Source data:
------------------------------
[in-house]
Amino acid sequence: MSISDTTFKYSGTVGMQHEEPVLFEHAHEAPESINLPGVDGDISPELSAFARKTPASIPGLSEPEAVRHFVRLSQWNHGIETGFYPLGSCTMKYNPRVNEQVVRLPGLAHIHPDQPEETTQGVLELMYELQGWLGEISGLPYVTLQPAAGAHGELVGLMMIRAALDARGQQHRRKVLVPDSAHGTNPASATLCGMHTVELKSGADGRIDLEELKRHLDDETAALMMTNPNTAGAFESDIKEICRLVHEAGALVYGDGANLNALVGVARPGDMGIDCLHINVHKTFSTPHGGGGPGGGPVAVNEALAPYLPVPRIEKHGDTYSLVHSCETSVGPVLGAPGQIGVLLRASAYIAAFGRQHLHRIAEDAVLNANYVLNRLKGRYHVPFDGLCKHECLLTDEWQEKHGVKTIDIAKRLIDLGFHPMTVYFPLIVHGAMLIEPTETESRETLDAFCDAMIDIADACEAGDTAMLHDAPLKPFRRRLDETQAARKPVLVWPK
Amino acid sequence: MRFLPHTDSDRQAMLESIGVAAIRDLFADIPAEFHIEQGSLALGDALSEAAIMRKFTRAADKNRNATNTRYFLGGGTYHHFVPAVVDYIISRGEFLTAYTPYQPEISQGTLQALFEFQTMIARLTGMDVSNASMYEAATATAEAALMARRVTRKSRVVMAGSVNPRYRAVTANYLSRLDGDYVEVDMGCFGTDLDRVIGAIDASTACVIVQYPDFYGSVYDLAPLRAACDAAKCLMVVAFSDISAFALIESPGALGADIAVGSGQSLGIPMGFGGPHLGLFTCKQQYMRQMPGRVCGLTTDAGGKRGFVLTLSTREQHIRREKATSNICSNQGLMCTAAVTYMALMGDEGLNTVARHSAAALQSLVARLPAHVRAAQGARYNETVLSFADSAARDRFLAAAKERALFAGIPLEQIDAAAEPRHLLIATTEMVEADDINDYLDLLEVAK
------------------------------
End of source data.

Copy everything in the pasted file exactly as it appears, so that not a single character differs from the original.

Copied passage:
[in-house]
Amino acid sequence: MSISDTTFKYSGTVGMQHEEPVLFEHAHEAPESINLPGVDGDISPELSAFARKTPASIPGLSEPEAVRHFVRLSQWNHGIETGFYPLGSCTMKYNPRVNEQVVRLPGLAHIHPDQPEETTQGVLELMYELQGWLGEISGLPYVTLQPAAGAHGELVGLMMIRAALDARGQQHRRKVLVPDSAHGTNPASATLCGMHTVELKSGADGRIDLEELKRHLDDETAALMMTNPNTAGAFESDIKEICRLVHEAGALVYGDGANLNALVGVARPGDMGIDCLHINVHKTFSTPHGGGGPGGGPVAVNEALAPYLPVPRIEKHGDTYSLVHSCETSVGPVLGAPGQIGVLLRASAYIAAFGRQHLHRIAEDAVLNANYVLNRLKGRYHVPFDGLCKHECLLTDEWQEKHGVKTIDIAKRLIDLGFHPMTVYFPLIVHGAMLIEPTETESRETLDAFCDAMIDIADACEAGDTAMLHDAPLKPFRRRLDETQAARKPVLVWPK
Amino acid sequence: MRFLPHTDSDRQAMLESIGVAAIRDLFADIPAEFHIEQGSLALGDALSEAAIMRKFTRAADKNRNATNTRYFLGGGTYHHFVPAVVDYIISRGEFLTAYTPYQPEISQGTLQALFEFQTMIARLTGMDVSNASMYEAATATAEAALMARRVTRKSRVVMAGSVNPRYRAVTANYLSRLDGDYVEVDMGCFGTDLDRVIGAIDASTACVIVQYPDFYGSVYDLAPLRAACDAAKCLMVVAFSDISAFALIESPGALGADIAVGSGQSLGIPMGFGGPHLGLFTCKQQYMRQMPGRVCGLTTDAGGKRGFVLTLSTREQHIRREKATSNICSNQGLMCTAAVTYMALMGDEGLNTVARHSAAALQSLVARLPAHVRAAQGARYNETVLSFADSAARDRFLAAAKERALFAGIPLEQIDAAAEPRHLLIATTEMVEADDINDYLDLLEVAK